Happy New Year, Affluenza Boy

A little more than two years ago, we ended the year with the news that Ethan Couch, then 16, had been given 10 years probation for after killing four and injuring nine in a drunk driving accident. Part of Couch’s sentence included the requirement that he undergo intensive counseling for his alcohol problem at a long term facility. What made Couch’s case so unusual was the use of the “affluenza” defense to keep him out of prison. Poor Ethan, we were told. He wasn’t responsible for what he did. He was a child of privilege, one who had never been made to face the consequences of his actions. It simply wouldn’t be right to put him in jail for what he did. So sorry that people died and more were injured. It wasn’t his fault. (You can see my initial reaction to this here.)

That really should have been the end of it. After all, Couch did go to the long term facility and presumably met the court requirements before he was released. However, it seems that two years didn’t do anything to teach Couch — or his mother — the error of their ways. Once again the now eighteen year old made his way into the public eye. The first instance happened when a Youtube video allegedly showing Couch looking on while other played beer pong went viral. Shortly after that, poor little Ethan failed to report to his probation officer. Funny thing about that, he probably would have been tested to see if he had been drinking or doing other things. Hmmm, do you think he might have been doing more than just watching his friends play beer pong?

Even then, Couch could have stepped up and shown he had learned from his past mistakes. It would have been easy to contact his attorney and arrange to report to his probation officer. He may have gotten a slap on the wrist but not much more. However, affluenza-boy and his over-protective and enabling mother did something else. They left.

I don’t just mean they left the party or they left the city. Apparently Tonya Couch, a modern day version of mommy dearest because she has done nothing to help her son grow up, sold her house. Then it seems like she and Ethan threw a going away party. After that, they dropped off the face of the Earth. At least that is what it appears they hoped to do. They fled the city, county, state and in very short order the country.

Needless to say, the Tarrant County Sheriff’s Department, the agency first on the scene of the accident and the agency tasked with investigating what happened, wasn’t amused. Nor was the Tarrant County District Attorney’s Office. Once they learned what happened, an investigation was launched. The Texas Rangers, U. S. Marshalls, and other law enforcement agencies across the nation helped Tarrant County track down numerous leads. Even as they did, we all knew there was the chance it would be a very long time before we ever saw Ethan and his mother in a court of law. They had a head start of days and, more likely, weeks. Then there was the fact they had money — or at least that was the assumption.

Fast forward to earlier this week. News broke that they Terrible Duo of Affluenza had been captured in Puerto Vallarta. These two people, whose photos had been plastered across local and national — and even international — media, had fled to a popular tourist locale for Americans. Their attempt to change their appearance boiled down to Couch dying his light hair and beard dark and his mother changing her hair style. Keystone cops meet affluenza.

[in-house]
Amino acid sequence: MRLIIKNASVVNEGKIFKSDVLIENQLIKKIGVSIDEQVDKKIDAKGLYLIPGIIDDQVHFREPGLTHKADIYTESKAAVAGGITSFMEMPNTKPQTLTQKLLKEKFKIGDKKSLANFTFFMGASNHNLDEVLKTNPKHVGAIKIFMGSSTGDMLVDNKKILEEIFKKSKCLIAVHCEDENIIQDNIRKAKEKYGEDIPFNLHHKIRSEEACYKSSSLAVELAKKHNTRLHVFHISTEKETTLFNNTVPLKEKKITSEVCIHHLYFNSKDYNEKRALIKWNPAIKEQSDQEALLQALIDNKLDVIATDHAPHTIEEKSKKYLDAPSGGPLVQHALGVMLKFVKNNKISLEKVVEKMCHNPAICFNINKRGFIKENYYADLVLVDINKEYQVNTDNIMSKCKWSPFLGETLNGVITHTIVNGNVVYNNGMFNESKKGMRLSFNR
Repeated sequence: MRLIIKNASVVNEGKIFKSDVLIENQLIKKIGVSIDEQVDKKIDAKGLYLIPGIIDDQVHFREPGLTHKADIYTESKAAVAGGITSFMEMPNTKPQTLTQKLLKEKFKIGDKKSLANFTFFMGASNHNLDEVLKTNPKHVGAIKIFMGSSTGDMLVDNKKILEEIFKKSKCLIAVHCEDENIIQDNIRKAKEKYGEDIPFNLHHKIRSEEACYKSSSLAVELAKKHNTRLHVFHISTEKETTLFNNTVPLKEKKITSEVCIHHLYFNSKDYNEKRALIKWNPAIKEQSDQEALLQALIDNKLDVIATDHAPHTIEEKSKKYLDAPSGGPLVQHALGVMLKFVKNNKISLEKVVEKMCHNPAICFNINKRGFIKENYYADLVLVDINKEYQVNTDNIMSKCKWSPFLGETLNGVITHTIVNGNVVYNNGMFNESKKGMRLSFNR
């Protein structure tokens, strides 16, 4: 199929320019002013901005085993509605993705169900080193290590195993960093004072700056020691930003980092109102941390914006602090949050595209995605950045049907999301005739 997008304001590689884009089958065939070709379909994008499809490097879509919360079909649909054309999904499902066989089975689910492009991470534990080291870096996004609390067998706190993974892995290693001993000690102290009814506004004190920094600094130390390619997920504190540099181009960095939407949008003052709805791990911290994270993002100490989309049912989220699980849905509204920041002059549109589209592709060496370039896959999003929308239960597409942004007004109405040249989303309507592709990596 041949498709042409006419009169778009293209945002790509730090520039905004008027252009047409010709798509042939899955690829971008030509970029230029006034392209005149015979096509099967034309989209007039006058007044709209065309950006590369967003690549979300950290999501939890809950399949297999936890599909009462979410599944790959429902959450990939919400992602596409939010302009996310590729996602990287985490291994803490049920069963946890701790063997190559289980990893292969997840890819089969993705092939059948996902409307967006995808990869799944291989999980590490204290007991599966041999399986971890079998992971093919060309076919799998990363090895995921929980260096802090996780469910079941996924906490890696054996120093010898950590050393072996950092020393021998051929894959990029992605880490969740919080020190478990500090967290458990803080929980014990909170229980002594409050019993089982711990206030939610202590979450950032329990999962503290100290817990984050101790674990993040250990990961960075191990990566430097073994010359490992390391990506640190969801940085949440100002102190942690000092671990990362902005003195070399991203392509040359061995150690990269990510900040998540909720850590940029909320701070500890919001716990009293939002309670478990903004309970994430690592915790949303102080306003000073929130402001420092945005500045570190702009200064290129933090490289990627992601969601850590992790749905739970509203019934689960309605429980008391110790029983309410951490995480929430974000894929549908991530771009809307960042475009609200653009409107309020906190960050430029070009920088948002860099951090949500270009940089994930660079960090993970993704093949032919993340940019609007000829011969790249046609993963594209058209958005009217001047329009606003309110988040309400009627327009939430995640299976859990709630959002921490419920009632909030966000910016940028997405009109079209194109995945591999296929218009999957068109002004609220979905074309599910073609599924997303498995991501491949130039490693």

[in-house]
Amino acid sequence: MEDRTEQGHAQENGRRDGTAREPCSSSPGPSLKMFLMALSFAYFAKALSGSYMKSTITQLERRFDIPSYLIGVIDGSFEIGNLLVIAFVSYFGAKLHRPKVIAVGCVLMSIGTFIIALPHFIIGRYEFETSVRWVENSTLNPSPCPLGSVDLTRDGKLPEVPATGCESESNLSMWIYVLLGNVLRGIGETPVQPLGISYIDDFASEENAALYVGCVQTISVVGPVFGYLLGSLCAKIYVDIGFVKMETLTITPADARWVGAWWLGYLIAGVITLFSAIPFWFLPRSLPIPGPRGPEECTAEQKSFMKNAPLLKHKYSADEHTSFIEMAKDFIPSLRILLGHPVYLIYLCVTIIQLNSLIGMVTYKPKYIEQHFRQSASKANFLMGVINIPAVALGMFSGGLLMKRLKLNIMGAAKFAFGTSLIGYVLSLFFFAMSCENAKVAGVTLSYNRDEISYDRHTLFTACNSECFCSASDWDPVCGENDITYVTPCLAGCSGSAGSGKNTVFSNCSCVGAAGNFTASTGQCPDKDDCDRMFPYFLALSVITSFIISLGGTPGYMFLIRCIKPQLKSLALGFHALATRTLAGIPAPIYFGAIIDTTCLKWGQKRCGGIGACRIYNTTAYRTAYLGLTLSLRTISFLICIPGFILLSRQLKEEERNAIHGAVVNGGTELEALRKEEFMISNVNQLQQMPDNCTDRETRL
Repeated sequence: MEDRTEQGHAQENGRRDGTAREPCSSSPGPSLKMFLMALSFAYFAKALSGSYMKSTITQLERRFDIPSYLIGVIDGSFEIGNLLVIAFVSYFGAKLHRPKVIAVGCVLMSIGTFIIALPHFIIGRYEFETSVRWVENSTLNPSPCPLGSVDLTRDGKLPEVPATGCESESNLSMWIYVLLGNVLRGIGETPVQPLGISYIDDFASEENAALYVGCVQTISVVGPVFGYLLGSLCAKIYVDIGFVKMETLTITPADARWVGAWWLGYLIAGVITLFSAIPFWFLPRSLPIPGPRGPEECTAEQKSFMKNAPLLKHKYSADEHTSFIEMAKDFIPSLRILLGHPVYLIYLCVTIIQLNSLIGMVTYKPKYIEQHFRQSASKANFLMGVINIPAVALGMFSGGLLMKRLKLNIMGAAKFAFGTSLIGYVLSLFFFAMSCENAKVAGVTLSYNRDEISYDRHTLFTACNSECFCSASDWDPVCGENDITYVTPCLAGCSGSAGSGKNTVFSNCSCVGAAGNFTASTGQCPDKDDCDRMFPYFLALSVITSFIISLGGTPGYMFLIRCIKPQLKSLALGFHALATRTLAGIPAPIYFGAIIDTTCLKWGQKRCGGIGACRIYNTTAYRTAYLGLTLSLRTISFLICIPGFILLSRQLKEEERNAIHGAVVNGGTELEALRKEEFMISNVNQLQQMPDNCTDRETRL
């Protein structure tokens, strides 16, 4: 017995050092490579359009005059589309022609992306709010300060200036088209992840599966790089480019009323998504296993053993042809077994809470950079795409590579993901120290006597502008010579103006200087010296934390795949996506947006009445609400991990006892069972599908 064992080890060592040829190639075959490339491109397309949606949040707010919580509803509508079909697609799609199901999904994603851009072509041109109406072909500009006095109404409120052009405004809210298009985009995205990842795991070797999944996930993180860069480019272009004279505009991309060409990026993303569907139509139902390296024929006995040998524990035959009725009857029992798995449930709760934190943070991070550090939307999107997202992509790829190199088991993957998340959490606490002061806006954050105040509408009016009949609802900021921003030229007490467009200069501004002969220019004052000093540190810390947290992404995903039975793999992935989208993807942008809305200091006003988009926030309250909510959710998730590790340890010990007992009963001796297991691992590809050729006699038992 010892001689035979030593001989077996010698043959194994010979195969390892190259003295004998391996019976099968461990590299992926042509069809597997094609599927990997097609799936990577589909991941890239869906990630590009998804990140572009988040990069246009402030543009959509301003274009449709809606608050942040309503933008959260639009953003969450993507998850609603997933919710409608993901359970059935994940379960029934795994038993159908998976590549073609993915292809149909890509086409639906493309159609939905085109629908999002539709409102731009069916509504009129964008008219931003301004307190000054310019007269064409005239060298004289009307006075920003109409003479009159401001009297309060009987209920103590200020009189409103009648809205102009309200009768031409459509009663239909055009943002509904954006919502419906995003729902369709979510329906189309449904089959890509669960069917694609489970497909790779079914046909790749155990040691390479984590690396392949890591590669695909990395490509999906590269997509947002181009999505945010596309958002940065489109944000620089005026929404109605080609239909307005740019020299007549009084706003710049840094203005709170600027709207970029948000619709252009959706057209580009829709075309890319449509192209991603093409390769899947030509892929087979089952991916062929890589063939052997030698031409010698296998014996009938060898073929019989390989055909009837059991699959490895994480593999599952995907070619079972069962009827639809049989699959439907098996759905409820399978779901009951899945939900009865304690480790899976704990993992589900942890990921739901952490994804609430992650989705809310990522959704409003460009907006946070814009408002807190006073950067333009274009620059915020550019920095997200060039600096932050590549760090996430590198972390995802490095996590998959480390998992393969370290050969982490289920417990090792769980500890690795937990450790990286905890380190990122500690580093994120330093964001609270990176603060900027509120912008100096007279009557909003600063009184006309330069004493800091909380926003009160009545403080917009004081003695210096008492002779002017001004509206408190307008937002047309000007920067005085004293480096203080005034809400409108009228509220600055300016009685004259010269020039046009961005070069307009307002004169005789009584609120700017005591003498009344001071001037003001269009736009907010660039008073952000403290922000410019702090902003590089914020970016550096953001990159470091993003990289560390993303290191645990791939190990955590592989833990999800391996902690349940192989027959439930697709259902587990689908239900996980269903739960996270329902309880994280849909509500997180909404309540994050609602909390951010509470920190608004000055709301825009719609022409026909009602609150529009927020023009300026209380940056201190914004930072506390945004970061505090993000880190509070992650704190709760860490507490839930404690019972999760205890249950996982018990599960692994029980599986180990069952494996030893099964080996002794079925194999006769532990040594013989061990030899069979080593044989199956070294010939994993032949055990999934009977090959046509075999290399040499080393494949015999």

This morning, Tonya Couch is back on US soil. The Mexican government deported her yesterday, releasing her to the U. S. Marshals. She should be back in the DFW area in a few days. It is likely she will spend the long New Year’s weekend in a holding cell in the Los Angeles area before being brought back home to face one, if not two, felony charges. She is currently charged with hindering apprehension and hindering prosecution. The mood the Tarrant County DA is in, she will be lucky of she is offered a plea bargain for less the the 10 year maximum.

And that is the irony of this entire sad circus. Right now, because he is still under the jurisdiction of the juvenile court system, the maximum amount of time Ethan could spent in jail for violating his probation is 120 days, if I remember correctly. Not a lot of time when you consider the number of lives he ruined that night in 2013. Now, however, the DA has filed to transfer the case out of juvenile court. If that happens, the result will be a continuation of Couch’s probation and the very real probability that another slip up will mean he gets to see what life in Huntsville is like.

For now, however, he remains in Mexico. It seems that he and his mother once again decided to do everything they could to make sure Ethan didn’t have to face the consequences of his actions — and inaction. They filed motions in the Mexican courts to prevent his extradition. Those same motions were denied for Tonya, which is why she is now back on U. S. soil. The judge postponed Ethan’s extradition for three days to give him time to rule on the motion to deny extradition. In the meantime, Ethan has been transferred to his third city and his third holding cell, this latest one in Mexico City.

This could almost be humorous in a sad sort of way if it wasn’t for the fact that this young man continues to show that he has an utter lack of respect for anything but his own wants and desires. There has been no showing of remorse and certainly no contrition. Not that it is surprising. Here is a partial timeline of his life over the last few years as compiled by the Fort Worth Star Telegram.